Jacob Morgan: 6 bold predictions on the future of work

As part of his keynote address at this year’s Collabosphere, best-selling business author and collaboration expert Jacob Morgan detailed the tech- and data-driven changes to our workplace (including how cloud technology is killing the traditional reliance on on-premise technology, often tethered to old-fashioned IT, legal or the dreaded “corporate”). He then gazed bravely into his crystal ball and predicted how our jobs – the very definition of “job” – will evolve in the next 5-10 years. Step right up and see the future of work!

1. Work anytime, anywhere, on any device

BYOD is already here, and it’s here to stay. “It’s just going to be a standard; it’s not going to be a discussion or a question,” Morgan said. In the meantime, there are still some BYOD policy issues that businesses need to consider and there may be extreme cases (e.g. Yahoo) in which companies become less flexible in order to get their proverbial house in order. The writing is on the wall, though, and tomorrow’s employees will expect to deploy the most efficient and familiar technology available to them. Morgan cited one major telecommunications company (30,000 employees) planning to have 60-70% of its workforce working from home at least some of the time. As we’ve said repeatedly on this blog, “work” should be what you do, not where you go. Adding to the physical decentralization of business: a tremendous number of future workers will be freelancers, not full-time employees.

2. Empowered employees

Need-to-know mentalities will seem increasingly archaic. “Information is opening up,” Morgan said, while noting that most organizations are still pretty closed off, even if they are playing lip service to collaborative principles.

3. Badges and certifications

Morgan thinks that future employees will have a better avenue for acquiring new skill sets, advertising these skill sets, and transferring skill sets, badges and certifications from one job to the next. This, in essence, will be something like a nuanced, structured hybrid of LinkedIn and Klout. “Scores will transcend platforms and become part of our identity,” Morgan said.

4. Redefined management

It’s time to take your C-suite out of the ivory tower. Morgan predicts that tomorrow’s leaders will be leaders who serve their employees. “”I think we’re going to see a huge shift in roles where the goal of a manager – and the way a manager becomes successful – is to remove obstacles from the paths of employees. And the only way to do that is to understand your employees and talk to your employees,” he said. In addition, Morgan says that future managers will need to get their heads of the technological sand; “but we’ve always done it this way” will become an increasingly fatal mantra as more efficient technology continues to present itself.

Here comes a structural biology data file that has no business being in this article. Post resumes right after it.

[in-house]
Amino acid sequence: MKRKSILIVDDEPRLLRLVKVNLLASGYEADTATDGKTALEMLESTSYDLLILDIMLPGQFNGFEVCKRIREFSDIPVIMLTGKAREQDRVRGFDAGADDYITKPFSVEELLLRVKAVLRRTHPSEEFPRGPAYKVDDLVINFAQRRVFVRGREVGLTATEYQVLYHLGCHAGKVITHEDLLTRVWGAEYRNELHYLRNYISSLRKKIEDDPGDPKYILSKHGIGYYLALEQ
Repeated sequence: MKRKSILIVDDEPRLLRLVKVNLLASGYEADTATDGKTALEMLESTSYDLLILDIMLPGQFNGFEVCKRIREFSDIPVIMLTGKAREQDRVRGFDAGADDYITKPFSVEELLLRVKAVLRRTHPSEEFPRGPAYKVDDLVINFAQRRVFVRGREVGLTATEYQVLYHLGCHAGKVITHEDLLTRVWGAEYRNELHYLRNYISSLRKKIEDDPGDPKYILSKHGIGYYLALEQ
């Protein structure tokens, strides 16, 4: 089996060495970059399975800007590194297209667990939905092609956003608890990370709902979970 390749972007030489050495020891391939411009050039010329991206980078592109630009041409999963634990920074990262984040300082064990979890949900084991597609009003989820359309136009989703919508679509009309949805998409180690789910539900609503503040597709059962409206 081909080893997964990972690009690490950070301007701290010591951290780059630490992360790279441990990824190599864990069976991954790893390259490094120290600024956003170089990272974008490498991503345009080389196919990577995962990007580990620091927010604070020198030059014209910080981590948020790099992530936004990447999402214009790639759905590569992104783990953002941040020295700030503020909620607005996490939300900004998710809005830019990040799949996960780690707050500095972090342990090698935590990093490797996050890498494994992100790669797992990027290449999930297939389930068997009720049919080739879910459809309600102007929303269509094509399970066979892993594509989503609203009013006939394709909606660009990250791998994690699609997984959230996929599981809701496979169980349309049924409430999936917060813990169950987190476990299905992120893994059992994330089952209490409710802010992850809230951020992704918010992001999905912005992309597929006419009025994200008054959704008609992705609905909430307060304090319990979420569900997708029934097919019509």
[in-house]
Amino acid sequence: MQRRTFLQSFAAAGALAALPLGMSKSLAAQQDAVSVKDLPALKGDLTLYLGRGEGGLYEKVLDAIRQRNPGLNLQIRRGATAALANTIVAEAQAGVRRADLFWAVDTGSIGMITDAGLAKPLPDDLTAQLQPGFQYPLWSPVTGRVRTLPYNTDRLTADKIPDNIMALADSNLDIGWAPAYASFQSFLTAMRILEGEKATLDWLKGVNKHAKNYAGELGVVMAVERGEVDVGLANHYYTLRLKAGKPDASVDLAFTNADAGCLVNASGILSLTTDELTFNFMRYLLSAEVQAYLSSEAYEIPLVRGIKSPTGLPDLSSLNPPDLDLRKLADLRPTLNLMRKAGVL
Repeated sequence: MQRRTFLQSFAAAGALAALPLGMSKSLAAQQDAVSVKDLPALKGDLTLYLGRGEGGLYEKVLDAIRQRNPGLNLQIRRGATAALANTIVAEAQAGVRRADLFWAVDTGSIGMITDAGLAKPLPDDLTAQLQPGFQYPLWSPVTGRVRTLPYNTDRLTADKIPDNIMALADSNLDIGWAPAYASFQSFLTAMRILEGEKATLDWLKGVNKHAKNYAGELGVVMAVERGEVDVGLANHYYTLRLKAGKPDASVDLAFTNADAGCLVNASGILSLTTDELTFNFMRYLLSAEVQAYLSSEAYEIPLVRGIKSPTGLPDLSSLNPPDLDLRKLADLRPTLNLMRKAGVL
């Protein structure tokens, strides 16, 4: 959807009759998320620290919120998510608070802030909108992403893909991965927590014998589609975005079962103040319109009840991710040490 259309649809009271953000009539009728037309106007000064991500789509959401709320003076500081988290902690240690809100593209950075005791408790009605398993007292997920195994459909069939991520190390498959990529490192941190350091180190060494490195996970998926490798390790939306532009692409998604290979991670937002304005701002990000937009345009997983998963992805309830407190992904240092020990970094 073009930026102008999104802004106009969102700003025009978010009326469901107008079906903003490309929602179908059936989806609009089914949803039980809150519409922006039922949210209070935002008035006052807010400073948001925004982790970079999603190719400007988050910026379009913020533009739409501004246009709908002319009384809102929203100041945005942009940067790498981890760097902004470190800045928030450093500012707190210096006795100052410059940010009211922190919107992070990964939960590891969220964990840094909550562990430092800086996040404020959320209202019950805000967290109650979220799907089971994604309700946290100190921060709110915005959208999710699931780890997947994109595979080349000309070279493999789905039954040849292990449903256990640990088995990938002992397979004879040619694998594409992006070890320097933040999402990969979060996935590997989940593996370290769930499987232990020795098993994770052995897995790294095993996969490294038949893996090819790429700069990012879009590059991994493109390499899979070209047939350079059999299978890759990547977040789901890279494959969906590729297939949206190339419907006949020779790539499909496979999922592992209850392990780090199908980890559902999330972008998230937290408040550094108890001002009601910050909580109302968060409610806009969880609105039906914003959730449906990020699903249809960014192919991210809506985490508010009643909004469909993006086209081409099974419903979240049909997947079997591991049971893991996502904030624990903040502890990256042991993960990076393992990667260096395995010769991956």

Jacob Morgan: not actually an android

5. Robot takeover!!! (not really) (well, kind of)

“This is where it gets kind of creepy,” Morgan said. Smart(er) platforms are on their way. Imagine the radical technological changes in the past ten years, so it’s entirely plausible that we will find our 2023 selves (if not sooner) in the midst of completely connected collaborative environments in which virtual assistants guide our decisions at every turn. Automation will continue to eliminate some jobs, frankly, but Morgan also sees the creation of entirely unanticipated job fields, just as companies once never thought to hire social media managers or collaboration officers.

Some of these new jobs will involve building, training or working alongside robots. The 2045 Initiative aims to keep your brain alive after “death” – essentially eliminating the concept of death – in mass-produced avatars. This may create bigger problems than merely how you navigate your day-to-day employment. As The New York Times dryly observes, “Yes, we have seen this movie and, yes, it always leads to evil robots enslaving humanity.”

“We’re going to see robots in a lot of weird places,” Morgan said with a chuckle.

6. David-companies beating Goliath-companies

“Size might start to become a disadvantage,” Morgan said, referencing Malcolm Gladwell’s David and Goliath, which posits that David had the advantage on Goliath from the outset. Continuing disruptions will shake the ground beneath Goliath’s feet. Companies will need to evolve faster and make faster decisions – which aren’t hallmarks of gargantuan corporations.

The full video from Jacob’s keynote is below – or check out our full Collabosphere session page with many other fascinating sessions, featuring leading brands and agencies like CBS, Pinkberry and RAPP.

Adam McKibbin
Post by Adam McKibbin

Adam McKibbin is the content marketing manager for iMeet Central. His writing has been featured in Adweek, the Chicago Tribune and The Nation, and he’s produced content for some of the leading tech brands on the Fortune 500.

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